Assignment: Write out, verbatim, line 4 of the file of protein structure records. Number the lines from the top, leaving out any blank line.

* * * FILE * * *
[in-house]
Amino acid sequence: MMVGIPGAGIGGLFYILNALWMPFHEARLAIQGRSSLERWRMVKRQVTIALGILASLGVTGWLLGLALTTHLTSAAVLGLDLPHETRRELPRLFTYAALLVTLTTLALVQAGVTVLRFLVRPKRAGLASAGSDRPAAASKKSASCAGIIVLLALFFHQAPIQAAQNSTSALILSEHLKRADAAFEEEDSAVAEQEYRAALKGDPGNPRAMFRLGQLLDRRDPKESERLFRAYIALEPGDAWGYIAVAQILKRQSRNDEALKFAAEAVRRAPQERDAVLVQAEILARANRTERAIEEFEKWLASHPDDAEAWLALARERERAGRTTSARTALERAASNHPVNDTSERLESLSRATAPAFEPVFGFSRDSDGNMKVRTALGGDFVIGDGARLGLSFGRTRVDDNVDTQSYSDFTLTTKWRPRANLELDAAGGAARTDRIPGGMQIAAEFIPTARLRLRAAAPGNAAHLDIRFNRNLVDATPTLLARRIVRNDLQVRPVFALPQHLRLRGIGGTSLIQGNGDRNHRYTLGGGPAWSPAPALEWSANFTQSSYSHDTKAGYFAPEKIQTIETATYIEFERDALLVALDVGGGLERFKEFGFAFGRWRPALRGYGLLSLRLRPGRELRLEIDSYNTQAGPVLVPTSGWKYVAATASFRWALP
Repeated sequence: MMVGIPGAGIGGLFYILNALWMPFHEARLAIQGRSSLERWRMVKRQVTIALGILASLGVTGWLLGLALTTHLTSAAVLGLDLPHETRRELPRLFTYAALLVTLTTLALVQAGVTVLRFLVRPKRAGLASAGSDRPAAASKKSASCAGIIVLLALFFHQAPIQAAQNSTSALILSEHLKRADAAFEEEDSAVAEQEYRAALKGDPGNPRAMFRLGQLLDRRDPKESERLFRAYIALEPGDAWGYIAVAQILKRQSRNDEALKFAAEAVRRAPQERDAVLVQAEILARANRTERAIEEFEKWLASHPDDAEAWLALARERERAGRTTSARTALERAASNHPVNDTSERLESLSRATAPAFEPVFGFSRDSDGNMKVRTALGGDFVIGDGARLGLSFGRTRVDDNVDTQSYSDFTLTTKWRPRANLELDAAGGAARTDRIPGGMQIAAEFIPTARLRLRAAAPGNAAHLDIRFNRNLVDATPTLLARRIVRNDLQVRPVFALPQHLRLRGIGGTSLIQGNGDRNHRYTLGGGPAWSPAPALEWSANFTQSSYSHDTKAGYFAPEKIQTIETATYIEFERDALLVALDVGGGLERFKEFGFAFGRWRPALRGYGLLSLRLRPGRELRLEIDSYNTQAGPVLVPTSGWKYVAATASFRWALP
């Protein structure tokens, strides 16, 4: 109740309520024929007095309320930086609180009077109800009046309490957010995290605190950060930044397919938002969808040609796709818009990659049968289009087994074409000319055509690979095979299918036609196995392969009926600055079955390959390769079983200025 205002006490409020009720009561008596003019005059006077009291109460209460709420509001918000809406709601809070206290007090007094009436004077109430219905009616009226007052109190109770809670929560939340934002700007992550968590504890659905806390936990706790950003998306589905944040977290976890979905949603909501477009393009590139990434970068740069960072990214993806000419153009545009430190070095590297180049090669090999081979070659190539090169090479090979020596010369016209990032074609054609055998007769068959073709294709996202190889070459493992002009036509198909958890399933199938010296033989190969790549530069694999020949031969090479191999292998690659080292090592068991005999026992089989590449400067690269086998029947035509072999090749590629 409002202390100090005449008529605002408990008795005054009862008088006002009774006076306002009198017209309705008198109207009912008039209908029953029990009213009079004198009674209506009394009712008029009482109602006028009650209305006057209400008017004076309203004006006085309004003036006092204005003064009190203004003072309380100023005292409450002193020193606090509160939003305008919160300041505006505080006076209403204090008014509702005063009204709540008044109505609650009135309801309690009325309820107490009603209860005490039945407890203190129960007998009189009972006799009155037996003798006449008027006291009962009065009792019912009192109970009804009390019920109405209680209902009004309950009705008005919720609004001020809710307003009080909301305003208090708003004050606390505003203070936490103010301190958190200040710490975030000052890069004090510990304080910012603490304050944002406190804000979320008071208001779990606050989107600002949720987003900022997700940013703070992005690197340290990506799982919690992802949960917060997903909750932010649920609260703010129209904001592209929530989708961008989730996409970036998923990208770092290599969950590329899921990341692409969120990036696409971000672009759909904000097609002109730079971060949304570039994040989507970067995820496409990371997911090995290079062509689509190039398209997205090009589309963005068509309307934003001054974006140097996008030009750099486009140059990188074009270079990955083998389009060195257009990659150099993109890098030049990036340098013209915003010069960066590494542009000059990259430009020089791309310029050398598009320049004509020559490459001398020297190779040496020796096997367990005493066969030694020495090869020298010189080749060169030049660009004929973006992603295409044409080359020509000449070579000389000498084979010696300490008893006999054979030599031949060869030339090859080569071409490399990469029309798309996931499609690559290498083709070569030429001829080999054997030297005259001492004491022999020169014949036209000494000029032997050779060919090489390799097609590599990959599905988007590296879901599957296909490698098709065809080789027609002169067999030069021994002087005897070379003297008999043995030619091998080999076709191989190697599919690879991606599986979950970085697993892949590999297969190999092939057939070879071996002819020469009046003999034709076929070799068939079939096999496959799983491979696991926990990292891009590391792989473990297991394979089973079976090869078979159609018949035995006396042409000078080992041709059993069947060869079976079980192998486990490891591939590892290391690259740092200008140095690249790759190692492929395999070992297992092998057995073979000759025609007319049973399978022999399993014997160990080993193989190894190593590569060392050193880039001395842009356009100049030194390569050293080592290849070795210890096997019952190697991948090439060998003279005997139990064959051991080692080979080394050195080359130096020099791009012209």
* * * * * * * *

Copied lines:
């Protein structure tokens, strides 16, 4: 109740309520024929007095309320930086609180009077109800009046309490957010995290605190950060930044397919938002969808040609796709818009990659049968289009087994074409000319055509690979095979299918036609196995392969009926600055079955390959390769079983200025 205002006490409020009720009561008596003019005059006077009291109460209460709420509001918000809406709601809070206290007090007094009436004077109430219905009616009226007052109190109770809670929560939340934002700007992550968590504890659905806390936990706790950003998306589905944040977290976890979905949603909501477009393009590139990434970068740069960072990214993806000419153009545009430190070095590297180049090669090999081979070659190539090169090479090979020596010369016209990032074609054609055998007769068959073709294709996202190889070459493992002009036509198909958890399933199938010296033989190969790549530069694999020949031969090479191999292998690659080292090592068991005999026992089989590449400067690269086998029947035509072999090749590629 409002202390100090005449008529605002408990008795005054009862008088006002009774006076306002009198017209309705008198109207009912008039209908029953029990009213009079004198009674209506009394009712008029009482109602006028009650209305006057209400008017004076309203004006006085309004003036006092204005003064009190203004003072309380100023005292409450002193020193606090509160939003305008919160300041505006505080006076209403204090008014509702005063009204709540008044109505609650009135309801309690009325309820107490009603209860005490039945407890203190129960007998009189009972006799009155037996003798006449008027006291009962009065009792019912009192109970009804009390019920109405209680209902009004309950009705008005919720609004001020809710307003009080909301305003208090708003004050606390505003203070936490103010301190958190200040710490975030000052890069004090510990304080910012603490304050944002406190804000979320008071208001779990606050989107600002949720987003900022997700940013703070992005690197340290990506799982919690992802949960917060997903909750932010649920609260703010129209904001592209929530989708961008989730996409970036998923990208770092290599969950590329899921990341692409969120990036696409971000672009759909904000097609002109730079971060949304570039994040989507970067995820496409990371997911090995290079062509689509190039398209997205090009589309963005068509309307934003001054974006140097996008030009750099486009140059990188074009270079990955083998389009060195257009990659150099993109890098030049990036340098013209915003010069960066590494542009000059990259430009020089791309310029050398598009320049004509020559490459001398020297190779040496020796096997367990005493066969030694020495090869020298010189080749060169030049660009004929973006992603295409044409080359020509000449070579000389000498084979010696300490008893006999054979030599031949060869030339090859080569071409490399990469029309798309996931499609690559290498083709070569030429001829080999054997030297005259001492004491022999020169014949036209000494000029032997050779060919090489390799097609590599990959599905988007590296879901599957296909490698098709065809080789027609002169067999030069021994002087005897070379003297008999043995030619091998080999076709191989190697599919690879991606599986979950970085697993892949590999297969190999092939057939070879071996002819020469009046003999034709076929070799068939079939096999496959799983491979696991926990990292891009590391792989473990297991394979089973079976090869078979159609018949035995006396042409000078080992041709059993069947060869079976079980192998486990490891591939590892290391690259740092200008140095690249790759190692492929395999070992297992092998057995073979000759025609007319049973399978022999399993014997160990080993193989190894190593590569060392050193880039001395842009356009100049030194390569050293080592290849070795210890096997019952190697991948090439060998003279005997139990064959051991080692080979080394050195080359130096020099791009012209």